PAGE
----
Canadian energy trusts pare payouts
The trickle is turning into a torrent as Canada’s energy income trusts buckle under a two-pronged slump in commodity prices and uncertainty in the capital markets.
In two days four oil and gas producers announced drastic cuts to their monthly cash distributions and a majority is expected to follow suit.
They were joined by Precision Drilling Trust, Canada’s largest service company and a barometer on the industry as a whole.
In chopping 39 percent off its payout it blamed a “persistent decline in natural gas and oil price trends,” adding that “we only do as well as our customers.”
Of those “customers,” the slashing was deep: Enterra Energy Trust, which produces 13,000 barrels of oil equivalent per day in Alberta, British Columbia and Oklahoma, made a 50 percent cut; Shiningbank Energy Income Fund cut by 36 percent; Progress Energy Trust 29 percent and Advantage Energy Income Fund 17 percent.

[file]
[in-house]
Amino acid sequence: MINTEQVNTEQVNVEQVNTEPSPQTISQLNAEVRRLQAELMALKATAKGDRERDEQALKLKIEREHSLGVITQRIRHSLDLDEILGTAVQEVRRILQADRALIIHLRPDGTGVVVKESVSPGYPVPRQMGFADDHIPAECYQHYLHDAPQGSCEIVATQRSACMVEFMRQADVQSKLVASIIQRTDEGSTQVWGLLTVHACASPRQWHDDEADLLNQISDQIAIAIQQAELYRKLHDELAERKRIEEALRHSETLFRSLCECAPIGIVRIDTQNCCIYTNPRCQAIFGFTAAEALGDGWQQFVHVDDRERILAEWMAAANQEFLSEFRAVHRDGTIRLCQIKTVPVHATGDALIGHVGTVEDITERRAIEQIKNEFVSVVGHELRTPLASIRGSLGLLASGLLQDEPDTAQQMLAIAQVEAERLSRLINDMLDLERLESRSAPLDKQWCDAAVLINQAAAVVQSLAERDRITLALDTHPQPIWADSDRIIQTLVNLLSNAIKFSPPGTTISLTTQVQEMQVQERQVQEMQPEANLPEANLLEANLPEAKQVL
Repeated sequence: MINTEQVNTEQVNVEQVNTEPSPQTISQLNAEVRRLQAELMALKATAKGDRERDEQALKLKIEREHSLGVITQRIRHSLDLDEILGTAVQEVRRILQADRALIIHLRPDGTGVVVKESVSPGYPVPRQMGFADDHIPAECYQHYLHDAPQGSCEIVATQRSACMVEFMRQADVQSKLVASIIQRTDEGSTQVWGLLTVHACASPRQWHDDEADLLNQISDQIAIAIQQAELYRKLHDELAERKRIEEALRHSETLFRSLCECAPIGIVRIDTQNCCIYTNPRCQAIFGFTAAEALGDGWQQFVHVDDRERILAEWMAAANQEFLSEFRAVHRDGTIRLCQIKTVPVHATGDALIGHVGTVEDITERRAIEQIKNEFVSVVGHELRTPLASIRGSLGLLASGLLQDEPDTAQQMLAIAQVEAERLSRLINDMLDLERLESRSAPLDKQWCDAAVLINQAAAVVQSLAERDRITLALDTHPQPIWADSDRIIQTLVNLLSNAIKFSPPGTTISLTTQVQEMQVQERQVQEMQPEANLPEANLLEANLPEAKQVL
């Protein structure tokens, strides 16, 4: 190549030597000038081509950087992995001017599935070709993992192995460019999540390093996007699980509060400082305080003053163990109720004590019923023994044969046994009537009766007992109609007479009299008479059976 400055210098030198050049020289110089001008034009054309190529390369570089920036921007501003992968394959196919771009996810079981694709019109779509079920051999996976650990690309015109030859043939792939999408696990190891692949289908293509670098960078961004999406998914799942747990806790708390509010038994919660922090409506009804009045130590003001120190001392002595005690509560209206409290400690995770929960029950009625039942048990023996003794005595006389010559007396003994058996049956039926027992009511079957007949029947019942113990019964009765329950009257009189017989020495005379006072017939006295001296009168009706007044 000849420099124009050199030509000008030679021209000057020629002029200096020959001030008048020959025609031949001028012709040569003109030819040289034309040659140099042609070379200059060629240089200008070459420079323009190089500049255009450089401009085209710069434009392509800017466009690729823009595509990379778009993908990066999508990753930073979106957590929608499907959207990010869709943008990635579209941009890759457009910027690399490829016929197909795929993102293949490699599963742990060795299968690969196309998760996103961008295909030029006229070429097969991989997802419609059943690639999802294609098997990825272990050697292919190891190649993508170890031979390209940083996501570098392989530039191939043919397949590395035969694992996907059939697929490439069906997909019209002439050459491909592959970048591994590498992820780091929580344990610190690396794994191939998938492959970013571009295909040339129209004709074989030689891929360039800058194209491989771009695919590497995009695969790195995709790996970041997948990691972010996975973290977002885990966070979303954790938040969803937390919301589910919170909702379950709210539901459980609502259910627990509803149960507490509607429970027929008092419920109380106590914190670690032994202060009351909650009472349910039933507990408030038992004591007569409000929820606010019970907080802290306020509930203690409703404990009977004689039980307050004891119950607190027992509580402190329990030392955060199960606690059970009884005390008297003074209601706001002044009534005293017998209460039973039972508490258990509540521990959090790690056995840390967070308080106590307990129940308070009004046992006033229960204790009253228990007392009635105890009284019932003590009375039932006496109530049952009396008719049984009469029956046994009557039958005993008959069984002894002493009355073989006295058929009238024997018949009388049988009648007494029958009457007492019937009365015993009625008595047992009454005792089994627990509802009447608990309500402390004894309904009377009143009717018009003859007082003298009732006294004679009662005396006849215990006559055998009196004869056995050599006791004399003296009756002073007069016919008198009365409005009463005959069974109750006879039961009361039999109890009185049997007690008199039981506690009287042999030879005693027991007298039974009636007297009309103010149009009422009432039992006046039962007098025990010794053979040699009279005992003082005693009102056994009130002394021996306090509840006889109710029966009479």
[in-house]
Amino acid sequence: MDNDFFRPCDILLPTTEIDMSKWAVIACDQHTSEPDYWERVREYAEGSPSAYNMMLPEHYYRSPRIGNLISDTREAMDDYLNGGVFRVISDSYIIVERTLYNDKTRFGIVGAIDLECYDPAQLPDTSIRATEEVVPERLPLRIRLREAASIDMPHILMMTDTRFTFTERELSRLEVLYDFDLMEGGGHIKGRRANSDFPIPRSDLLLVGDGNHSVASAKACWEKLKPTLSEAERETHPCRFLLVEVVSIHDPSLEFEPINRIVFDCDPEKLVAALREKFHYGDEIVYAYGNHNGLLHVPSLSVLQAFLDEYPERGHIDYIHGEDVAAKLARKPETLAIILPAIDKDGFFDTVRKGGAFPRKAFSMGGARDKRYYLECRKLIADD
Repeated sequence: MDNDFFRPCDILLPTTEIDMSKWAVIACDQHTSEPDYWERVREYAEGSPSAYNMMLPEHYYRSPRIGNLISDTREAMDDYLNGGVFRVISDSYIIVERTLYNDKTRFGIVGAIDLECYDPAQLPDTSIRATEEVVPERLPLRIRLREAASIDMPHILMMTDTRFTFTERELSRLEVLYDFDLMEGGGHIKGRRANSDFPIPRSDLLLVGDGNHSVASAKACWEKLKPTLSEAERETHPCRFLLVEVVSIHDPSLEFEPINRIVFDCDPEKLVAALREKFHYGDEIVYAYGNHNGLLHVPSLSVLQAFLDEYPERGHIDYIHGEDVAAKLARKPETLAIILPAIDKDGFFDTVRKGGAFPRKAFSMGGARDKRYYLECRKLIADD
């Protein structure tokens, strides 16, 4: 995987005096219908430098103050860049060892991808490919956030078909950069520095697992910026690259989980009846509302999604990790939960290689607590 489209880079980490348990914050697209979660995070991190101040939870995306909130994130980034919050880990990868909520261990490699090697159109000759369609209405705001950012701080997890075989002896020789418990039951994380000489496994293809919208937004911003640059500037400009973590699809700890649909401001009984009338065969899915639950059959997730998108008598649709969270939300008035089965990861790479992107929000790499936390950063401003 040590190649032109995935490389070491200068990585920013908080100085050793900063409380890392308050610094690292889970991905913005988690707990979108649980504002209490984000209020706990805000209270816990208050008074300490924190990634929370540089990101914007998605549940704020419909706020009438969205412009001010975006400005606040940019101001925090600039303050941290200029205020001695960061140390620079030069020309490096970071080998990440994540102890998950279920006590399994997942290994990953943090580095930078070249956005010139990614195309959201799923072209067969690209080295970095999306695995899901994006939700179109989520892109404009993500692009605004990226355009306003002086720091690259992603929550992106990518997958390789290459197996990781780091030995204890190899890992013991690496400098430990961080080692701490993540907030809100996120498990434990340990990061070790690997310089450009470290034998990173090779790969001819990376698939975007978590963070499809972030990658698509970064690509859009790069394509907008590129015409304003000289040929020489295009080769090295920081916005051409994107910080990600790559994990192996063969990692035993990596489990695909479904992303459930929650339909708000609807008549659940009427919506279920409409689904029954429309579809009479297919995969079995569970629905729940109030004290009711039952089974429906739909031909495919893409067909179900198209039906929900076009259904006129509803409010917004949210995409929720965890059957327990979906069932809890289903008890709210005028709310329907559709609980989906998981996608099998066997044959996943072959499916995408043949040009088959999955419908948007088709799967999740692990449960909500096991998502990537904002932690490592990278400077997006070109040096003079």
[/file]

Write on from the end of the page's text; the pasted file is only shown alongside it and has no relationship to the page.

The betting is that Fairborne Energy Trust, Pengrowth Energy Trust, PrimeWest Energy Trust, Provident Energy Trust, Thunder Energy Trust and Trilogy Energy Trust won’t be far behind.
For Shiningbank, which has already opted out of a C$496 million takeover of Rider Resources because of the federal tax ruling, it was the third cut in the past year.
That lends weight to the view of analysts who say trusts were in trouble long before they faced a change in their tax status.
Now Shiningbank’s payout is estimated at 63 percent of its cash flow, compared with the trust sector’s average 69 percent, which itself is a long cry from the early days when trusts were counted on to distribute upwards of 90 percent. Those making cuts all insist they need to keep more cash to improve their “financial flexibility” and their ability to take advantage of any opportunities that arise at such a volatile time.
The opportunities are forecast to include a lively round of consolidation as weakened trusts look for mergers or get taken out.